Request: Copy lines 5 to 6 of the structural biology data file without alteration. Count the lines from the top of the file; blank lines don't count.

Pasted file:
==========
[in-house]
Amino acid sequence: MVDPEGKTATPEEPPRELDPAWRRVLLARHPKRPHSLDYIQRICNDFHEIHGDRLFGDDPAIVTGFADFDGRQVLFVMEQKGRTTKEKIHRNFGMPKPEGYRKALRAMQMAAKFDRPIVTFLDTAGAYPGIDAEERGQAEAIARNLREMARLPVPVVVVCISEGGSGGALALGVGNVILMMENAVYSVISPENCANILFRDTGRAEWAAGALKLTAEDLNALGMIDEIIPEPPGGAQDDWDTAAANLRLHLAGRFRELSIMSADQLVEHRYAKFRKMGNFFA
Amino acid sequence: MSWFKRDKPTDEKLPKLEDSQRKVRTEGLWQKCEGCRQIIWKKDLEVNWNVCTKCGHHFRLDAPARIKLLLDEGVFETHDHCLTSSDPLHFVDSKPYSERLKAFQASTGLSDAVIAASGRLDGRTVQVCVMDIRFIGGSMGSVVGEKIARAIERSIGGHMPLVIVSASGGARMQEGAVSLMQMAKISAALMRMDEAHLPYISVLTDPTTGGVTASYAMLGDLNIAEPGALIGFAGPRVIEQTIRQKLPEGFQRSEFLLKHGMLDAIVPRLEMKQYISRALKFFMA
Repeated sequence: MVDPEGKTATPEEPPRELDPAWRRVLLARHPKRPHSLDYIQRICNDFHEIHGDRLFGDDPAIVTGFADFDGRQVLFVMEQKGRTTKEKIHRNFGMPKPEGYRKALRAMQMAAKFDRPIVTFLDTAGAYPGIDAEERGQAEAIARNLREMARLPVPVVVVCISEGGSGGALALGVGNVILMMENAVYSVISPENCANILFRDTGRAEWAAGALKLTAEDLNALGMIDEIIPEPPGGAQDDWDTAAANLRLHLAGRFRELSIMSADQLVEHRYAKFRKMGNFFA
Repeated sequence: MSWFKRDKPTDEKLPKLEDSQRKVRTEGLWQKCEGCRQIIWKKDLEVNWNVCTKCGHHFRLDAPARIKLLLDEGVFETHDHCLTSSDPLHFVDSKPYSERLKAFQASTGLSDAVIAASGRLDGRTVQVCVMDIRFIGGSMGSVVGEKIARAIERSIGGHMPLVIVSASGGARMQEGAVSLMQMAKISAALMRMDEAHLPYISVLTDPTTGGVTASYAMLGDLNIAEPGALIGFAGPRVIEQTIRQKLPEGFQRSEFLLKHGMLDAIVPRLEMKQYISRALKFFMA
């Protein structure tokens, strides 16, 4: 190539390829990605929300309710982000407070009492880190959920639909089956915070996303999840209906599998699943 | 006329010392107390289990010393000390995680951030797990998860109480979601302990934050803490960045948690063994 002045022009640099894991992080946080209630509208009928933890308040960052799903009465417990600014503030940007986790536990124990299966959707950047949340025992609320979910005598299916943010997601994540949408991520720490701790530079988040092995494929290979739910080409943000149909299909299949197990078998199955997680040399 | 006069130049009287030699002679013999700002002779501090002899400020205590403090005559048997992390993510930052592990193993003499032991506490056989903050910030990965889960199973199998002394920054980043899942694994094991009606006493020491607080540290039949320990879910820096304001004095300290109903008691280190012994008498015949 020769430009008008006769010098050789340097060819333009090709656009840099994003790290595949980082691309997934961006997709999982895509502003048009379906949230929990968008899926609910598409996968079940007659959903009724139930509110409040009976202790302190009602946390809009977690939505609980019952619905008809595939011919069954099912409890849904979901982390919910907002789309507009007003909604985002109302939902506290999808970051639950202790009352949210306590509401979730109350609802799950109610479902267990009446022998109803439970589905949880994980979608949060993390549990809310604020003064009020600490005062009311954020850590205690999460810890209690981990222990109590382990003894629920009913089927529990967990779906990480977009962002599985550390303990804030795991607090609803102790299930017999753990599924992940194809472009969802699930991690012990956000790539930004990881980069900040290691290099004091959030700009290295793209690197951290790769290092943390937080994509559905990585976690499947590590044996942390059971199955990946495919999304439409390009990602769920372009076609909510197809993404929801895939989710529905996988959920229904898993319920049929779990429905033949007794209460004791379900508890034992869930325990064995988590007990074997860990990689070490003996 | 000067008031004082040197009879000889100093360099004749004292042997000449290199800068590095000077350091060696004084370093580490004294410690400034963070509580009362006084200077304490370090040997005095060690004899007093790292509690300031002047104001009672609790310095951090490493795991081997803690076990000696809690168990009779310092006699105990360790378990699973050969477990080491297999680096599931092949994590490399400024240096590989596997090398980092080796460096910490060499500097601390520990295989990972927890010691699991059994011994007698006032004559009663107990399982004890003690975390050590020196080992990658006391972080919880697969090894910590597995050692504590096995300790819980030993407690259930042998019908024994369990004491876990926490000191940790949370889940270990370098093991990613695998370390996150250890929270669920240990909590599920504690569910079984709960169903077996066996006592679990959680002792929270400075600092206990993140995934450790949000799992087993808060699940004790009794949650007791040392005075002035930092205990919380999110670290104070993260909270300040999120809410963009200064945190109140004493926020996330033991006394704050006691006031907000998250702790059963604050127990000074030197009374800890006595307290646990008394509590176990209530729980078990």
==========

Repeated sequence: MSWFKRDKPTDEKLPKLEDSQRKVRTEGLWQKCEGCRQIIWKKDLEVNWNVCTKCGHHFRLDAPARIKLLLDEGVFETHDHCLTSSDPLHFVDSKPYSERLKAFQASTGLSDAVIAASGRLDGRTVQVCVMDIRFIGGSMGSVVGEKIARAIERSIGGHMPLVIVSASGGARMQEGAVSLMQMAKISAALMRMDEAHLPYISVLTDPTTGGVTASYAMLGDLNIAEPGALIGFAGPRVIEQTIRQKLPEGFQRSEFLLKHGMLDAIVPRLEMKQYISRALKFFMA
């Protein structure tokens, strides 16, 4: 190539390829990605929300309710982000407070009492880190959920639909089956915070996303999840209906599998699943 | 006329010392107390289990010393000390995680951030797990998860109480979601302990934050803490960045948690063994 002045022009640099894991992080946080209630509208009928933890308040960052799903009465417990600014503030940007986790536990124990299966959707950047949340025992609320979910005598299916943010997601994540949408991520720490701790530079988040092995494929290979739910080409943000149909299909299949197990078998199955997680040399 | 006069130049009287030699002679013999700002002779501090002899400020205590403090005559048997992390993510930052592990193993003499032991506490056989903050910030990965889960199973199998002394920054980043899942694994094991009606006493020491607080540290039949320990879910820096304001004095300290109903008691280190012994008498015949 020769430009008008006769010098050789340097060819333009090709656009840099994003790290595949980082691309997934961006997709999982895509502003048009379906949230929990968008899926609910598409996968079940007659959903009724139930509110409040009976202790302190009602946390809009977690939505609980019952619905008809595939011919069954099912409890849904979901982390919910907002789309507009007003909604985002109302939902506290999808970051639950202790009352949210306590509401979730109350609802799950109610479902267990009446022998109803439970589905949880994980979608949060993390549990809310604020003064009020600490005062009311954020850590205690999460810890209690981990222990109590382990003894629920009913089927529990967990779906990480977009962002599985550390303990804030795991607090609803102790299930017999753990599924992940194809472009969802699930991690012990956000790539930004990881980069900040290691290099004091959030700009290295793209690197951290790769290092943390937080994509559905990585976690499947590590044996942390059971199955990946495919999304439409390009990602769920372009076609909510197809993404929801895939989710529905996988959920229904898993319920049929779990429905033949007794209460004791379900508890034992869930325990064995988590007990074997860990990689070490003996 | 000067008031004082040197009879000889100093360099004749004292042997000449290199800068590095000077350091060696004084370093580490004294410690400034963070509580009362006084200077304490370090040997005095060690004899007093790292509690300031002047104001009672609790310095951090490493795991081997803690076990000696809690168990009779310092006699105990360790378990699973050969477990080491297999680096599931092949994590490399400024240096590989596997090398980092080796460096910490060499500097601390520990295989990972927890010691699991059994011994007698006032004559009663107990399982004890003690975390050590020196080992990658006391972080919880697969090894910590597995050692504590096995300790819980030993407690259930042998019908024994369990004491876990926490000191940790949370889940270990370098093991990613695998370390996150250890929270669920240990909590599920504690569910079984709960169903077996066996006592679990959680002792929270400075600092206990993140995934450790949000799992087993808060699940004790009794949650007791040392005075002035930092205990919380999110670290104070993260909270300040999120809410963009200064945190109140004493926020996330033991006394704050006691006031907000998250702790059963604050127990000074030197009374800890006595307290646990008394509590176990209530729980078990």